And if Darlene had visited the Ritz-Carlton Kapalua with me, I am sure she would have been even more disappointed than I was and more disappointed than she was with the Lodge at Koele last year. And why the disappointment you ask? Well, for starters this main tree was small, both in height and girth — sitting in a vestibule with a raised ceiling which could have accommodated something much larger — it would have fit the space better (from a design standpoint). In addition, there was not much more in the way of decorations — yes, a little garland with lights around a few passageways and framing the display windows in the shops — but that was it.

If you compare this image to the one in the link above, the Lodge at Koele had a huge tree, large wreaths on each fireplace, stockings hung on the fireplace, ornaments on the mantel, nutcrackers at the base of the tree and so on. I am not suggesting that the Ritz-Carlton should have copied the Lodge at Koele — just that they needed a bit more, shall we say, "splash". I hope they call Darlene to consult next holiday season — they need her help!

Even though the tone of my narrative about the Ritz-Carlton sounds a bit negative, I do have to say that I liked some of the ornaments decorating the tree. There were starfish, seashells, pineapples and other items. My favorite was the pineapple — although it now has a sad association for Maui residents and wannabes such as myself. Maui Pineapple Company has announced that they have discontinued pineapple production on Maui after nearly 100 years in the business — because costs are much greater here than elsewhere in the world — which resulted in the business operating at a substantial loss during recent years. They do plan to retain a research facility to help develop varieties of pineapple that can be grown commercially elsewhere. It does make me feel like we have lost another link to Maui's past.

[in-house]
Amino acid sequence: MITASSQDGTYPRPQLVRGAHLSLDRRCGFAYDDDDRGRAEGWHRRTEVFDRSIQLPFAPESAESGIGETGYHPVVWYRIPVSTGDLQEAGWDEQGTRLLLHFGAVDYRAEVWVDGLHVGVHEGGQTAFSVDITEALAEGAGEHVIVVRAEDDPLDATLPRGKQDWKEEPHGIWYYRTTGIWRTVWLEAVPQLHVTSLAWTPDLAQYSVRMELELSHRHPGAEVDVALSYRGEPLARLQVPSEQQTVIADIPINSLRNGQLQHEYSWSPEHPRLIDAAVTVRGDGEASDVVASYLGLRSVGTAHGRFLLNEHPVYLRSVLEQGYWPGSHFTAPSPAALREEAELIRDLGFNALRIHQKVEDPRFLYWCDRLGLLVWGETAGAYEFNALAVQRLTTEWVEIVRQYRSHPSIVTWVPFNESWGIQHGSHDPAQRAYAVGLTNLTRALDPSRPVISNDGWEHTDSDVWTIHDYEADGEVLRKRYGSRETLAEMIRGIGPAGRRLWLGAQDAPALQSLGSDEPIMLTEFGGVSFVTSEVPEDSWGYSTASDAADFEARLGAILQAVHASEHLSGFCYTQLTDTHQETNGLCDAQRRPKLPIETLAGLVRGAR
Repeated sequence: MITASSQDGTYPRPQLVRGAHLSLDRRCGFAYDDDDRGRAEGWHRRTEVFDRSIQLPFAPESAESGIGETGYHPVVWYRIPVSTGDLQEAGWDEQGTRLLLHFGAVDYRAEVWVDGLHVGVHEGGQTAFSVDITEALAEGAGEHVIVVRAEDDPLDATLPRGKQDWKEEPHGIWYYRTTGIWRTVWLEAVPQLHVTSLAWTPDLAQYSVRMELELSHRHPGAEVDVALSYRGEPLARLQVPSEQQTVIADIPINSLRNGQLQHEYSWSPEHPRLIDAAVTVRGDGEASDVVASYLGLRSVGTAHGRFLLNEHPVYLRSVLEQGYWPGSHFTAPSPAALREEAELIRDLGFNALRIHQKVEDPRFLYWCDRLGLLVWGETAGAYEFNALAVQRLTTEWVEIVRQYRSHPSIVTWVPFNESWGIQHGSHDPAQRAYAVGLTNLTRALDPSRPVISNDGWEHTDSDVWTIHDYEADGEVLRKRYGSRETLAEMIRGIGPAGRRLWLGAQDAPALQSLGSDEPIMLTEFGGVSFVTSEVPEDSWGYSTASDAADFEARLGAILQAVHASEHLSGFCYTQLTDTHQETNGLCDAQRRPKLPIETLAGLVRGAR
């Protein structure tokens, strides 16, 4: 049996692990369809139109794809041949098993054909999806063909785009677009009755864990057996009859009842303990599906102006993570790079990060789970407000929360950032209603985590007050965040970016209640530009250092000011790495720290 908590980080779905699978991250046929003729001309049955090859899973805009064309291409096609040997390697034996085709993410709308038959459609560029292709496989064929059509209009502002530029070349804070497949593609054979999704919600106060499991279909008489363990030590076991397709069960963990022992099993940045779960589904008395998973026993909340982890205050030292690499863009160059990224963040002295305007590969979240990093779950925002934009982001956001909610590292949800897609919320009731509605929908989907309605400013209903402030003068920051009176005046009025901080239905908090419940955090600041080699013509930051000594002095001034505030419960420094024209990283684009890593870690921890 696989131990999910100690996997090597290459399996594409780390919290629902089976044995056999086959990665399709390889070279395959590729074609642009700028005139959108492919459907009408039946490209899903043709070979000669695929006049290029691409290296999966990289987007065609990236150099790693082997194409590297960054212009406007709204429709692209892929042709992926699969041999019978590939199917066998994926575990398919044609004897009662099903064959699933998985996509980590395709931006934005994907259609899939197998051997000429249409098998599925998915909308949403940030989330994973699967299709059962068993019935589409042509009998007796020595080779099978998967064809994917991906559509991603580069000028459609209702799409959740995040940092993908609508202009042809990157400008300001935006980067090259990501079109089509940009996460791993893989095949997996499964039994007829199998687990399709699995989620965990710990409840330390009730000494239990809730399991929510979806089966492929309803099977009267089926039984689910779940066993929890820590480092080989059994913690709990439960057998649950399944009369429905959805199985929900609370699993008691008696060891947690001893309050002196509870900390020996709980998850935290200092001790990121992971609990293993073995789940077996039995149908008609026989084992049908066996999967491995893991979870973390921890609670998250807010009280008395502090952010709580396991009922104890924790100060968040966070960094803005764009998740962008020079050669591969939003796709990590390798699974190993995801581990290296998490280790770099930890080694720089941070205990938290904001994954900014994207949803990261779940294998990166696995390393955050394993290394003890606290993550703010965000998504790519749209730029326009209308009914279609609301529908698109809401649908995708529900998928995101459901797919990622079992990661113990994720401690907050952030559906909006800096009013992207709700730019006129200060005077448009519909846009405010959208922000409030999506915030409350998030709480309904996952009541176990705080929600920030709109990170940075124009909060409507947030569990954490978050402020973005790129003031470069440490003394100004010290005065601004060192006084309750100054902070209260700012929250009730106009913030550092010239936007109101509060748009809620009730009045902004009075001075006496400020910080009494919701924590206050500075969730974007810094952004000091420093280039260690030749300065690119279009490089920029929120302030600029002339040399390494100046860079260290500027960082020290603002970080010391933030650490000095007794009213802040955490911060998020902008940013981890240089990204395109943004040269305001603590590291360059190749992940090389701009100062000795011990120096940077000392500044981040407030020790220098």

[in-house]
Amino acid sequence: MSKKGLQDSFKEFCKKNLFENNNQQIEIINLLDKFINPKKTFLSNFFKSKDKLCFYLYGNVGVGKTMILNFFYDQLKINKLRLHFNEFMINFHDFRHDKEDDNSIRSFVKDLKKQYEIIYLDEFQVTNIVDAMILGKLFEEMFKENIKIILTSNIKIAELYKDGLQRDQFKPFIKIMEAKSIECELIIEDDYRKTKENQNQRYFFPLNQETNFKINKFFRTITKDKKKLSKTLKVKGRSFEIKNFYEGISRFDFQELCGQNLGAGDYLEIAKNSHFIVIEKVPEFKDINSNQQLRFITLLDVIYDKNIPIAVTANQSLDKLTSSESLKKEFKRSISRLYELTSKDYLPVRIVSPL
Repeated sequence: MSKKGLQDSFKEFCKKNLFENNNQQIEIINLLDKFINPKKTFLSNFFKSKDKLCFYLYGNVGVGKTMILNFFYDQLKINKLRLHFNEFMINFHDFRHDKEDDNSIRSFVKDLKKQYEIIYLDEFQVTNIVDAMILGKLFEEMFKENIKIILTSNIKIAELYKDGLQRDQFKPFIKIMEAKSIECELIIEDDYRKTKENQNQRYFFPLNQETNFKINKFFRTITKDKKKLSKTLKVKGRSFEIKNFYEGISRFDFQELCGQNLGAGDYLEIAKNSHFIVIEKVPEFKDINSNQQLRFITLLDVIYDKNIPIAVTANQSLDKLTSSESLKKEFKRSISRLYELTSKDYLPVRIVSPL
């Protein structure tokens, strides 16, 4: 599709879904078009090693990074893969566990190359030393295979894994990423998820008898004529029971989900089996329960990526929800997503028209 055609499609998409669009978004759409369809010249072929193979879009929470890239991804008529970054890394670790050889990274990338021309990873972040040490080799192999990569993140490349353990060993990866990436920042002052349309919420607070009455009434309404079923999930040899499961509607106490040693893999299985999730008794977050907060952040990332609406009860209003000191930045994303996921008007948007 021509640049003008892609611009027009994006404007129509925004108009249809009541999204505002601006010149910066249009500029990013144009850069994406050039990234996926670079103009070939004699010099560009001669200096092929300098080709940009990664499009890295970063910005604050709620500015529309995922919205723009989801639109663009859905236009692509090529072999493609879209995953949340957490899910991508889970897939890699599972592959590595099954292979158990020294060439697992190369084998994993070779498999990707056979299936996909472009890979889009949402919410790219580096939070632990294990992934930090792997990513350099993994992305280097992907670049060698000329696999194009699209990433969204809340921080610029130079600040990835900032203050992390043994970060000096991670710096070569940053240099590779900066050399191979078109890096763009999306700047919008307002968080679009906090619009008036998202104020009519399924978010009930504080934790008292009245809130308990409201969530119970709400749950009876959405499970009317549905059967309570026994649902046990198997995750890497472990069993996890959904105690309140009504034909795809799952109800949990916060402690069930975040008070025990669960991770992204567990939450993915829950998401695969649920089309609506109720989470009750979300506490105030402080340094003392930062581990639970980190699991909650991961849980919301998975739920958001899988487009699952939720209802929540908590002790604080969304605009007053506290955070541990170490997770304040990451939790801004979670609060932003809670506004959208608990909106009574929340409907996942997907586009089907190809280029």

Okay, time to seek out more decorations. Just down the road, Ka`anapali Resort has Santa, a hula dancer and a surfer sitting on a sleigh full of presents pulled by dolphins. You may notice that Santa is waving the shaka sign — the unmistakable thumb and pinky salute — meaning "hang loose" or "right on". You may even see President Obama give the shaka sign on occasion (remember he was born and raised in Hawai`i). Way cool!

In my opinion, the primo resort at Ka`anapali Beach is the Hyatt Regency and, as you would expect with the Hyatt Regency name, it is first class all the way. Except when it comes to Christmas decorations. As with the Ritz-Carlton Kapalua, my expectations were not really met, much less exceeded. Again, in my opinion, too small and too few. Yes, they were artfully done — as you can see in this photo — but it looked like they just hired an interior designer, gave him or her a very limited budget and told to do their best under the circumstances. Perhaps the economy is at fault and I should reset my expectations.

For those of you who do not know the Hyatt Regency at Ka`anapali Beach, the hotel has a huge atrium. In actuality, the whole center of the hotel is open to the heavens. When it was first constructed, there was even a large living tree in the atrium — one which has since died and fallen, still lying there as a reminder for those of us who knew it in the early years.